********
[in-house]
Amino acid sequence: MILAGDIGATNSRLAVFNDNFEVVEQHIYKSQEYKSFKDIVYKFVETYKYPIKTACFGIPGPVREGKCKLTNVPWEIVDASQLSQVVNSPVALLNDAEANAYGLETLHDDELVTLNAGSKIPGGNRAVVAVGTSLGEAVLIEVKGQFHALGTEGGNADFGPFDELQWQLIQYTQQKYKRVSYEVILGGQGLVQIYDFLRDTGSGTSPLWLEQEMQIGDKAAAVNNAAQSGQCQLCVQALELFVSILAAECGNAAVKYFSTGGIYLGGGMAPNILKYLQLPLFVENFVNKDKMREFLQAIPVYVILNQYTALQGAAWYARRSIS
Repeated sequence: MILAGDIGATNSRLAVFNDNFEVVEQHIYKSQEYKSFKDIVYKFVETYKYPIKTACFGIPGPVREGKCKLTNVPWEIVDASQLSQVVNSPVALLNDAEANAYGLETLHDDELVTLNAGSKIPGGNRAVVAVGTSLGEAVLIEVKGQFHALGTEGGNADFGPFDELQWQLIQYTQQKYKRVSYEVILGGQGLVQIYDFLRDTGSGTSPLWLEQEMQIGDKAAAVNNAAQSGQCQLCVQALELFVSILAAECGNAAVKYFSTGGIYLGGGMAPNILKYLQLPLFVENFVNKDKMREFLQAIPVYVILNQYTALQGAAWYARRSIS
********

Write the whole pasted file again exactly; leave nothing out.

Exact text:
[in-house]
Amino acid sequence: MILAGDIGATNSRLAVFNDNFEVVEQHIYKSQEYKSFKDIVYKFVETYKYPIKTACFGIPGPVREGKCKLTNVPWEIVDASQLSQVVNSPVALLNDAEANAYGLETLHDDELVTLNAGSKIPGGNRAVVAVGTSLGEAVLIEVKGQFHALGTEGGNADFGPFDELQWQLIQYTQQKYKRVSYEVILGGQGLVQIYDFLRDTGSGTSPLWLEQEMQIGDKAAAVNNAAQSGQCQLCVQALELFVSILAAECGNAAVKYFSTGGIYLGGGMAPNILKYLQLPLFVENFVNKDKMREFLQAIPVYVILNQYTALQGAAWYARRSIS
Repeated sequence: MILAGDIGATNSRLAVFNDNFEVVEQHIYKSQEYKSFKDIVYKFVETYKYPIKTACFGIPGPVREGKCKLTNVPWEIVDASQLSQVVNSPVALLNDAEANAYGLETLHDDELVTLNAGSKIPGGNRAVVAVGTSLGEAVLIEVKGQFHALGTEGGNADFGPFDELQWQLIQYTQQKYKRVSYEVILGGQGLVQIYDFLRDTGSGTSPLWLEQEMQIGDKAAAVNNAAQSGQCQLCVQALELFVSILAAECGNAAVKYFSTGGIYLGGGMAPNILKYLQLPLFVENFVNKDKMREFLQAIPVYVILNQYTALQGAAWYARRSIS